“Easter is God’s ‘yes’ to [love] and God’s ‘no’ to the powers that killed him.  Easter means “Jesus lives” and “Jesus is Lord of our lives,” just as we proclaim today[2] So the miracle of resurrection is this:  For resurrection we have been created. But first, we have to let love unbind us from the people and the things and the attitudes which we should let go of, from whatever we cling to that does not bring us life.  For most of us, it is a struggle to work our way out of the grave cloths.  But that’s what Easter is all about:  We are called to be God’s resurrection people!  Come, Lord Jesus, come….

May it be so! 


[1] William B. Jones, “Day One” (Maren C. Tirabassi & Maria I. Tirabassi, eds., Before the Amen:  Creative Resources for Worship, Cleveland: The Pilgrim Press, 1989), 80-81.

[2] Marcus J. Borg, Jesus: Uncovering the Life, Teachings, and Relevance of a Religious Revolutionary (San Francisco: HarperCollins, 2006) 274.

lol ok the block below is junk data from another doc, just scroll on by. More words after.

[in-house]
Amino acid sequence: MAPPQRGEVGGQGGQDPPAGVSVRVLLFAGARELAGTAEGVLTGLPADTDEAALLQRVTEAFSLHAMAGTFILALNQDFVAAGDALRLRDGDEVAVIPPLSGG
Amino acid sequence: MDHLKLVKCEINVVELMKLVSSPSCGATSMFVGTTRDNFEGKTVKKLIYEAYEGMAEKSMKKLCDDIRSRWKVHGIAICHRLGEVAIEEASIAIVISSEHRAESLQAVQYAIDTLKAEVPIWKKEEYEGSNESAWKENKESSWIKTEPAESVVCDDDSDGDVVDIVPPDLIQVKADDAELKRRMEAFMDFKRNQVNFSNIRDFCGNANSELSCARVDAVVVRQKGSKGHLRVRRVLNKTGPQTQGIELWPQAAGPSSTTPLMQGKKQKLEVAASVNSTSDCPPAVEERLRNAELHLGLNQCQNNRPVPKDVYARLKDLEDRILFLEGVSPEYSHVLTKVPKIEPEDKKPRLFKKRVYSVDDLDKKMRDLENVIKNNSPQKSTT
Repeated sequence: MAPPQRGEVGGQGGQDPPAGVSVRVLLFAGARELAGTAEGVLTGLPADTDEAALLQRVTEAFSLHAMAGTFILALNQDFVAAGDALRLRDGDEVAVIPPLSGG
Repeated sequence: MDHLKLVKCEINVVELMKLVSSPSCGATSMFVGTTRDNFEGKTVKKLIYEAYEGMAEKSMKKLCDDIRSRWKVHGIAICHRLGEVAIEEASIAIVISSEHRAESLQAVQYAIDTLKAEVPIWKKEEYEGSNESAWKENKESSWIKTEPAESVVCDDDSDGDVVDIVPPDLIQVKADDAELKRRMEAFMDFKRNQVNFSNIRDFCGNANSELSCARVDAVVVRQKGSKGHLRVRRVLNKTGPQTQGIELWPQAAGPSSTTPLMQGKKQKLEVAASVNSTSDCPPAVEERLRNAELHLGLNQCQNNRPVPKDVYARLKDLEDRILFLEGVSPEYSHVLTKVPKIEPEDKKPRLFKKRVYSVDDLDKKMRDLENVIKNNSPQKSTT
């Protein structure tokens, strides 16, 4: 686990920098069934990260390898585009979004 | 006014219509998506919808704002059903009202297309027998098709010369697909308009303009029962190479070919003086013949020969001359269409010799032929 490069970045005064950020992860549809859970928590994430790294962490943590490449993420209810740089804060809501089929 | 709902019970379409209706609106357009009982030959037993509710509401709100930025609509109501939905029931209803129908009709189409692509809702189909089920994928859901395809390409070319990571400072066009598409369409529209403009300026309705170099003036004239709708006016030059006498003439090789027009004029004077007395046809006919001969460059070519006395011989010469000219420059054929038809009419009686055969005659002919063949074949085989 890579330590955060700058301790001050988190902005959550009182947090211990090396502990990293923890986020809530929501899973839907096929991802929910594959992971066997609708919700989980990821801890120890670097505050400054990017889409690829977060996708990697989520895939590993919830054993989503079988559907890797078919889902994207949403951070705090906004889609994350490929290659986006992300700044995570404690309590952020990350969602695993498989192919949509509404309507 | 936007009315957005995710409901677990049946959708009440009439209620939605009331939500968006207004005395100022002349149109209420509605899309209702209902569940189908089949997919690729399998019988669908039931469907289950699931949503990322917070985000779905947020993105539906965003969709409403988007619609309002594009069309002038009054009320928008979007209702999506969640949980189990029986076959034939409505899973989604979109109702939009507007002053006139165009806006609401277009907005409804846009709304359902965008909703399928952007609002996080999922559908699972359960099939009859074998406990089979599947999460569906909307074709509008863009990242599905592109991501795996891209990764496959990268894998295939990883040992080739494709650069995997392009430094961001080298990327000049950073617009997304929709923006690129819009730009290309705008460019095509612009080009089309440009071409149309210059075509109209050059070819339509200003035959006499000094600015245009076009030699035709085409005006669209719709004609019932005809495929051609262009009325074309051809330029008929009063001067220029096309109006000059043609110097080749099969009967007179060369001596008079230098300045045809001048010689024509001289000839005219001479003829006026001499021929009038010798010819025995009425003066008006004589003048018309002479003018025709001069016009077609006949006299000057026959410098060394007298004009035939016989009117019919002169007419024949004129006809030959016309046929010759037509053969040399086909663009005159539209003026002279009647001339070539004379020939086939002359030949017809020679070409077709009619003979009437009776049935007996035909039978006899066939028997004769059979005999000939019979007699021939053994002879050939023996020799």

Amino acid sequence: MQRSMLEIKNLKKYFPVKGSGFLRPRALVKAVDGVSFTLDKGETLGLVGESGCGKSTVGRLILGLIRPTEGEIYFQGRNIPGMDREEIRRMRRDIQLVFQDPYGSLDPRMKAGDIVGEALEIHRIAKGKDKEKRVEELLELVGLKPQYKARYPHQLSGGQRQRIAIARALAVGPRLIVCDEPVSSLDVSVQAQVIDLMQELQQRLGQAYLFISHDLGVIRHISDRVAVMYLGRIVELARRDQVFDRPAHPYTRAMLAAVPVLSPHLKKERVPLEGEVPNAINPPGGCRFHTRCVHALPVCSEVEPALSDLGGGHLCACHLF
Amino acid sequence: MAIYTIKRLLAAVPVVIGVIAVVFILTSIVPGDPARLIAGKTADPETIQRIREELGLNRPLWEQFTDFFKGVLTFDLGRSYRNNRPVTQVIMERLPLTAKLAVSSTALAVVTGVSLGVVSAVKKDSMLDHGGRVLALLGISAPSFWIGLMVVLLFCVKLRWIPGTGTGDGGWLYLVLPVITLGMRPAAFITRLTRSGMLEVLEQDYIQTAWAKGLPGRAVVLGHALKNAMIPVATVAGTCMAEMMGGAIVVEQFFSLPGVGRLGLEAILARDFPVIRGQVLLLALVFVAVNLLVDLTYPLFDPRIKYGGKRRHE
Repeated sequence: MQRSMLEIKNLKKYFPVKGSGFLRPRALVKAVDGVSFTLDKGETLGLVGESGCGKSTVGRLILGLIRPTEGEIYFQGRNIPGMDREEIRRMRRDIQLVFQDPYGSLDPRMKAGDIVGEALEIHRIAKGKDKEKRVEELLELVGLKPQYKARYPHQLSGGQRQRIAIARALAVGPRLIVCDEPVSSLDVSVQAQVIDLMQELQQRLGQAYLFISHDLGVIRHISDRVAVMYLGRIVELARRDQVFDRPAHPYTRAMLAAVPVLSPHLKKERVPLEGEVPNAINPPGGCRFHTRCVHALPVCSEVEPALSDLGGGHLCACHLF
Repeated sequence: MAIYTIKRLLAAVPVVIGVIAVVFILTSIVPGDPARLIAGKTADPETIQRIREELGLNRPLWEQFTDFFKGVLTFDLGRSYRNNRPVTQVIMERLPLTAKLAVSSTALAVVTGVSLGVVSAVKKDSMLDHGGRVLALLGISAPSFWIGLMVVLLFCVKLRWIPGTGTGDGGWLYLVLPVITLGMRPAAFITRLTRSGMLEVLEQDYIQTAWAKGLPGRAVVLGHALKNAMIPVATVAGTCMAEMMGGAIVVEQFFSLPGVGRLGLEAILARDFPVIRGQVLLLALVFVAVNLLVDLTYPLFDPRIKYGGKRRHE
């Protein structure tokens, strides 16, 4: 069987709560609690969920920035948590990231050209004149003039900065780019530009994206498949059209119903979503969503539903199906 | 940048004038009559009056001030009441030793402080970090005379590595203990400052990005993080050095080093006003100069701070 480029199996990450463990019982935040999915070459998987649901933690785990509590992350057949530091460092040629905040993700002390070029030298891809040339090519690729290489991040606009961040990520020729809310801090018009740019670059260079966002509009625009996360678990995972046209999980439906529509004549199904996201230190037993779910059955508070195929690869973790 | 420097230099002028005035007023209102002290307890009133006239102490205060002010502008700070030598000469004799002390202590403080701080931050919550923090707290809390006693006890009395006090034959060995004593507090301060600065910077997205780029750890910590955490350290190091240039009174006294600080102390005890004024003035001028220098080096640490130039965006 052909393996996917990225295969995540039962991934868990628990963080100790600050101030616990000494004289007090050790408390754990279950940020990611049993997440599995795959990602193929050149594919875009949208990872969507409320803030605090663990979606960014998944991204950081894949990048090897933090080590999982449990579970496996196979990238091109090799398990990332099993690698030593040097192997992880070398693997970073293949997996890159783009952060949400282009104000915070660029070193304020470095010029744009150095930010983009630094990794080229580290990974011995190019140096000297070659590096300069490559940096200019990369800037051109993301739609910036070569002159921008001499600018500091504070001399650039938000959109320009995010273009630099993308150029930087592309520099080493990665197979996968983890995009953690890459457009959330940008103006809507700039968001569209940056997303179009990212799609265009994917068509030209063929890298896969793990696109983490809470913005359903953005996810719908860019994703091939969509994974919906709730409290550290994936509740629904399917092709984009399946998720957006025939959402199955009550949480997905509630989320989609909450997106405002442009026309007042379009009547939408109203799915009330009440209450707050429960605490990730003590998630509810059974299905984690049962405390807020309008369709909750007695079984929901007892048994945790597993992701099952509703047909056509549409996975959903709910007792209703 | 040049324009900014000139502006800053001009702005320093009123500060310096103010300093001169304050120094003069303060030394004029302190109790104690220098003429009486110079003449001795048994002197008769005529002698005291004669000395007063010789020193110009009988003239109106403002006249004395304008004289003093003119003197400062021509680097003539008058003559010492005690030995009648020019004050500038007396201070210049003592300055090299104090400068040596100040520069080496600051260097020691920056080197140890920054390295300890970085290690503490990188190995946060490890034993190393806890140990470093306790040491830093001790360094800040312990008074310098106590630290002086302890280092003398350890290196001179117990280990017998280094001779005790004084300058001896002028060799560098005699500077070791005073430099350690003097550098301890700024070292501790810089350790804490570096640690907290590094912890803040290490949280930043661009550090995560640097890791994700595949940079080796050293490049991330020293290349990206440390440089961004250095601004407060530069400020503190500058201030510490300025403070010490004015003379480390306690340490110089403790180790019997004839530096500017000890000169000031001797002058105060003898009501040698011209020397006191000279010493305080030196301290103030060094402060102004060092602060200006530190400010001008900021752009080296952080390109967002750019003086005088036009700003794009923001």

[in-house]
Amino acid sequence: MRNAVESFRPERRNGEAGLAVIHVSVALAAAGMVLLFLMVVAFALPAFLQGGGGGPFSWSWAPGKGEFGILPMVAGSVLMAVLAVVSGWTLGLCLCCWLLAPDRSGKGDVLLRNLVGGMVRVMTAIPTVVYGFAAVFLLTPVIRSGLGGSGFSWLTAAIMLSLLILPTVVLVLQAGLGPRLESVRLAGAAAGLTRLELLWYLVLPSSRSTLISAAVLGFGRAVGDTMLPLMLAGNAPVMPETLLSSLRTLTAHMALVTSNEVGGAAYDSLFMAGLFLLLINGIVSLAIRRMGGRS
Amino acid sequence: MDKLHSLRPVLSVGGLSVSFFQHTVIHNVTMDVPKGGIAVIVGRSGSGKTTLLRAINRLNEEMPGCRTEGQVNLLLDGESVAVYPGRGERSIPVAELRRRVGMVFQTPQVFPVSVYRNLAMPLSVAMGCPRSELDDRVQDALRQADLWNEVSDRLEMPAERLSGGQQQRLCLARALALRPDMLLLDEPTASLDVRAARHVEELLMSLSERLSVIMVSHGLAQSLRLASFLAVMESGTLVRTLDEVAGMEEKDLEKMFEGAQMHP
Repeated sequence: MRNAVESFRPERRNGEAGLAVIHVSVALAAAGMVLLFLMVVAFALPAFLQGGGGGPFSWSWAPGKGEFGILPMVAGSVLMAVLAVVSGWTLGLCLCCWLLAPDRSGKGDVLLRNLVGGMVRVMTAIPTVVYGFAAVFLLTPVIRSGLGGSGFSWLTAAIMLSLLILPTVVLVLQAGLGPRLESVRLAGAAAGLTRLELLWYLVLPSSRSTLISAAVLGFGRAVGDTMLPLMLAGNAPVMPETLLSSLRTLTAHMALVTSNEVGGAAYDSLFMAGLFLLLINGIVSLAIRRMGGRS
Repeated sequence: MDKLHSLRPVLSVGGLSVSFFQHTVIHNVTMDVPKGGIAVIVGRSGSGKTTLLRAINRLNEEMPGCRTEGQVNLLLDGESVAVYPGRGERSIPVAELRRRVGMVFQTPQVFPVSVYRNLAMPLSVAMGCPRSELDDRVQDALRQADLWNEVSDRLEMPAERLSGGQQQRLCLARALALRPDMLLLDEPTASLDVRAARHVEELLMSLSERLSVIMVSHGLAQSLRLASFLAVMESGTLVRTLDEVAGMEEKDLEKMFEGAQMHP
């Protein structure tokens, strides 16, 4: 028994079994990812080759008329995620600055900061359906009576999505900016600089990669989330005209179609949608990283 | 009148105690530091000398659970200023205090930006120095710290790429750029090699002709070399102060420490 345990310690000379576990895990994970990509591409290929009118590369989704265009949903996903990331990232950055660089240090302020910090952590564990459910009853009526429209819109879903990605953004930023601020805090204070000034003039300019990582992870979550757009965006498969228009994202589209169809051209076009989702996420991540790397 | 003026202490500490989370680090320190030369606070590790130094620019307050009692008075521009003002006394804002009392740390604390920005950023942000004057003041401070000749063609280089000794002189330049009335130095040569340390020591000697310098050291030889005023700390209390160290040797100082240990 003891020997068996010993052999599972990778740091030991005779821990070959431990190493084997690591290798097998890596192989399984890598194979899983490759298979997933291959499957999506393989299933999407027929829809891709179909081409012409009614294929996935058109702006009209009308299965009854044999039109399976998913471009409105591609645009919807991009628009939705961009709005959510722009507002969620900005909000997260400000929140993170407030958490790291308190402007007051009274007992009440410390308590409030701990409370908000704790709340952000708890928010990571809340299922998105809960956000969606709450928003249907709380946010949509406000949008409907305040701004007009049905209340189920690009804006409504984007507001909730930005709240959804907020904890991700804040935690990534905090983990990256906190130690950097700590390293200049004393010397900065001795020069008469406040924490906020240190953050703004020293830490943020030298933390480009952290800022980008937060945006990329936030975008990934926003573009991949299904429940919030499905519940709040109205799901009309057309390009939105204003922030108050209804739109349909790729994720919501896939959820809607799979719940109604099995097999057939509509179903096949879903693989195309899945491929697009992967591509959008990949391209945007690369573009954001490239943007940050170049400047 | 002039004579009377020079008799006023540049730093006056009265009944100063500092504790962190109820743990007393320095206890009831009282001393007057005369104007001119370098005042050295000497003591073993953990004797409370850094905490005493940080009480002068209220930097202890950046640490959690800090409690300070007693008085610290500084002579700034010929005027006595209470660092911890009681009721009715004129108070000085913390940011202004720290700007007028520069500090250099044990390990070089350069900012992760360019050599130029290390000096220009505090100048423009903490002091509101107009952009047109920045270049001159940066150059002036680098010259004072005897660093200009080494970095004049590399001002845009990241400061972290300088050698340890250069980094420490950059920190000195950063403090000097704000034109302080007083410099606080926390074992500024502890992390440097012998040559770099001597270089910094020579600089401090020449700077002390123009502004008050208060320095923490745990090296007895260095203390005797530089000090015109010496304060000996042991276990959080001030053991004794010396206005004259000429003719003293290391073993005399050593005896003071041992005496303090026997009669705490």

Moosup Valley Church, UCC


Luke 19:28-4

April 10, 2022

As the procession grew closer, people could see the dust kicked up several miles away. Watchers could hear marching feet, the beat of drums, the creak of leather harnesses, the glint of sun on golden eagles and sabers. Pontius Pilate, Roman governor of Judea, was riding in from the west, from his garrison on the coast, heading a column of cavalry and soldiers.

It was Passover, the most sacred week of the Jewish year.  Pilate rode in like this every year at this time, as did all the governors before him, to keep the peace.  They knew these Jews, celebrating liberation from an earlier empire, the Exodus from Egypt, were likely to cause trouble.  Some who watched were curious, spellbound by this show of imperial power; others were resentful, surly, fearful.